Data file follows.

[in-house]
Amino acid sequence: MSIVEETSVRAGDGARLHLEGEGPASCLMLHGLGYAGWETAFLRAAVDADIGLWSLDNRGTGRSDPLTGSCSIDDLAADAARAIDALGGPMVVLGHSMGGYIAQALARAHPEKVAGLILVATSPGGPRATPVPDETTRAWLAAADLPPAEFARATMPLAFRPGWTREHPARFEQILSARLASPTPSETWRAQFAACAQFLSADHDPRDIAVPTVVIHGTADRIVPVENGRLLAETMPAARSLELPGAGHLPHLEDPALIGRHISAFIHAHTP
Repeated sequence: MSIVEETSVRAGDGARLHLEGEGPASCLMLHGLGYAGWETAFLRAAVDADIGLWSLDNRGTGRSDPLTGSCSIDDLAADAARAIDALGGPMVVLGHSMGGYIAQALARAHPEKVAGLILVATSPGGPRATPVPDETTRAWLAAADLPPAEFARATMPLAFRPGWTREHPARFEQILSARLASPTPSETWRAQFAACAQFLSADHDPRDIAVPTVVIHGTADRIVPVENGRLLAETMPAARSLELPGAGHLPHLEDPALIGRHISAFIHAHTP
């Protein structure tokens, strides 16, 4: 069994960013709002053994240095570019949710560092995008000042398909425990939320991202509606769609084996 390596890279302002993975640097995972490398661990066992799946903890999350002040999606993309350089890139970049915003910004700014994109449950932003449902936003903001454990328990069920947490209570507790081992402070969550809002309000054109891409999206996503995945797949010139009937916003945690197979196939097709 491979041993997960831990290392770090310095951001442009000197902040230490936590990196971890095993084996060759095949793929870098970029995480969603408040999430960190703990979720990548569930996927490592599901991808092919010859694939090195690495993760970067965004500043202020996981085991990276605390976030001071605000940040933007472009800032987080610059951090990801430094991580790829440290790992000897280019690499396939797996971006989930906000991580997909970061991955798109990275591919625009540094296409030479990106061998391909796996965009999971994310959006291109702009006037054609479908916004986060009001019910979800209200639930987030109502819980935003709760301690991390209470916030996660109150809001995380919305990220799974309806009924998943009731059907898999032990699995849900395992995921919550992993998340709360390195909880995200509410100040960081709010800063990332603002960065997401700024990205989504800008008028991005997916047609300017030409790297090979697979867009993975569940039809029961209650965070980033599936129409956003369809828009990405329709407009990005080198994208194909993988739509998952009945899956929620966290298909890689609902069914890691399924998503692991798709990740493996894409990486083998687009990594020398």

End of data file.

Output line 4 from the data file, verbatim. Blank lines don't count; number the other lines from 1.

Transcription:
């Protein structure tokens, strides 16, 4: 069994960013709002053994240095570019949710560092995008000042398909425990939320991202509606769609084996 390596890279302002993975640097995972490398661990066992799946903890999350002040999606993309350089890139970049915003910004700014994109449950932003449902936003903001454990328990069920947490209570507790081992402070969550809002309000054109891409999206996503995945797949010139009937916003945690197979196939097709 491979041993997960831990290392770090310095951001442009000197902040230490936590990196971890095993084996060759095949793929870098970029995480969603408040999430960190703990979720990548569930996927490592599901991808092919010859694939090195690495993760970067965004500043202020996981085991990276605390976030001071605000940040933007472009800032987080610059951090990801430094991580790829440290790992000897280019690499396939797996971006989930906000991580997909970061991955798109990275591919625009540094296409030479990106061998391909796996965009999971994310959006291109702009006037054609479908916004986060009001019910979800209200639930987030109502819980935003709760301690991390209470916030996660109150809001995380919305990220799974309806009924998943009731059907898999032990699995849900395992995921919550992993998340709360390195909880995200509410100040960081709010800063990332603002960065997401700024990205989504800008008028991005997916047609300017030409790297090979697979867009993975569940039809029961209650965070980033599936129409956003369809828009990405329709407009990005080198994208194909993988739509998952009945899956929620966290298909890689609902069914890691399924998503692991798709990740493996894409990486083998687009990594020398």